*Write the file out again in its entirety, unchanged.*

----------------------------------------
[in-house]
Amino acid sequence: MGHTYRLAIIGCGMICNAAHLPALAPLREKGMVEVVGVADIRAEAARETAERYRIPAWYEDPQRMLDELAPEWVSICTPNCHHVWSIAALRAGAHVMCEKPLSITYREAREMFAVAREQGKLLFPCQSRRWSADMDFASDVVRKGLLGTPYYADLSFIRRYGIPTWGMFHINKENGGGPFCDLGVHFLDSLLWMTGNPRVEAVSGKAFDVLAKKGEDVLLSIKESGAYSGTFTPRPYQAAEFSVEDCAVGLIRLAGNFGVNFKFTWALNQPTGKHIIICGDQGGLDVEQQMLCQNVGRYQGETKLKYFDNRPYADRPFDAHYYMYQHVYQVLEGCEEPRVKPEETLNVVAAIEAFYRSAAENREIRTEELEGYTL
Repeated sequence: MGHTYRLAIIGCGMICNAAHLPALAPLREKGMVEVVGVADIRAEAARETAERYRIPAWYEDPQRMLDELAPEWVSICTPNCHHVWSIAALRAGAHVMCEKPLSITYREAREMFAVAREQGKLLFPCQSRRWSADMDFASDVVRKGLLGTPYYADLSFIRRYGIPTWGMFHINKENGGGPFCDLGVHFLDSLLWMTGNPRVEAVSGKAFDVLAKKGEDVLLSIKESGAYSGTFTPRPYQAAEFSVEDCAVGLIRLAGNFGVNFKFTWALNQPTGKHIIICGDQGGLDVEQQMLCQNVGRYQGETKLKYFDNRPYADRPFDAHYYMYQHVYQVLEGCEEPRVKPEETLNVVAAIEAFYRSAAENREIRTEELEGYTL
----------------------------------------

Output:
[in-house]
Amino acid sequence: MGHTYRLAIIGCGMICNAAHLPALAPLREKGMVEVVGVADIRAEAARETAERYRIPAWYEDPQRMLDELAPEWVSICTPNCHHVWSIAALRAGAHVMCEKPLSITYREAREMFAVAREQGKLLFPCQSRRWSADMDFASDVVRKGLLGTPYYADLSFIRRYGIPTWGMFHINKENGGGPFCDLGVHFLDSLLWMTGNPRVEAVSGKAFDVLAKKGEDVLLSIKESGAYSGTFTPRPYQAAEFSVEDCAVGLIRLAGNFGVNFKFTWALNQPTGKHIIICGDQGGLDVEQQMLCQNVGRYQGETKLKYFDNRPYADRPFDAHYYMYQHVYQVLEGCEEPRVKPEETLNVVAAIEAFYRSAAENREIRTEELEGYTL
Repeated sequence: MGHTYRLAIIGCGMICNAAHLPALAPLREKGMVEVVGVADIRAEAARETAERYRIPAWYEDPQRMLDELAPEWVSICTPNCHHVWSIAALRAGAHVMCEKPLSITYREAREMFAVAREQGKLLFPCQSRRWSADMDFASDVVRKGLLGTPYYADLSFIRRYGIPTWGMFHINKENGGGPFCDLGVHFLDSLLWMTGNPRVEAVSGKAFDVLAKKGEDVLLSIKESGAYSGTFTPRPYQAAEFSVEDCAVGLIRLAGNFGVNFKFTWALNQPTGKHIIICGDQGGLDVEQQMLCQNVGRYQGETKLKYFDNRPYADRPFDAHYYMYQHVYQVLEGCEEPRVKPEETLNVVAAIEAFYRSAAENREIRTEELEGYTL